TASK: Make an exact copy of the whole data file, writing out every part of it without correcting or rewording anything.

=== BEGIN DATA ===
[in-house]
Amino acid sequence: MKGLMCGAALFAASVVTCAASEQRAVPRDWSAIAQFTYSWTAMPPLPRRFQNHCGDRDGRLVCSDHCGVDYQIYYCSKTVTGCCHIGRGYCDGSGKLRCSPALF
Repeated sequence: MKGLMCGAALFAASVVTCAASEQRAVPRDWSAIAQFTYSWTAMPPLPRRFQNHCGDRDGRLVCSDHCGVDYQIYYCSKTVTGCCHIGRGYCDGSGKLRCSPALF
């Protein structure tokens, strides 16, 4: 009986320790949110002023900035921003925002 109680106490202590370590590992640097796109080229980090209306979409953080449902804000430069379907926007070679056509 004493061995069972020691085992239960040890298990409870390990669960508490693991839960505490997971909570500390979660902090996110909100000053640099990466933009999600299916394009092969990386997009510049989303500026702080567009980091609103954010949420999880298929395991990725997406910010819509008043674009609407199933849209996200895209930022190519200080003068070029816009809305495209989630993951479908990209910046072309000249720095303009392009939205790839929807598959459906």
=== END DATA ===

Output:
[in-house]
Amino acid sequence: MKGLMCGAALFAASVVTCAASEQRAVPRDWSAIAQFTYSWTAMPPLPRRFQNHCGDRDGRLVCSDHCGVDYQIYYCSKTVTGCCHIGRGYCDGSGKLRCSPALF
Repeated sequence: MKGLMCGAALFAASVVTCAASEQRAVPRDWSAIAQFTYSWTAMPPLPRRFQNHCGDRDGRLVCSDHCGVDYQIYYCSKTVTGCCHIGRGYCDGSGKLRCSPALF
């Protein structure tokens, strides 16, 4: 009986320790949110002023900035921003925002 109680106490202590370590590992640097796109080229980090209306979409953080449902804000430069379907926007070679056509 004493061995069972020691085992239960040890298990409870390990669960508490693991839960505490997971909570500390979660902090996110909100000053640099990466933009999600299916394009092969990386997009510049989303500026702080567009980091609103954010949420999880298929395991990725997406910010819509008043674009609407199933849209996200895209930022190519200080003068070029816009809305495209989630993951479908990209910046072309000249720095303009392009939205790839929807598959459906």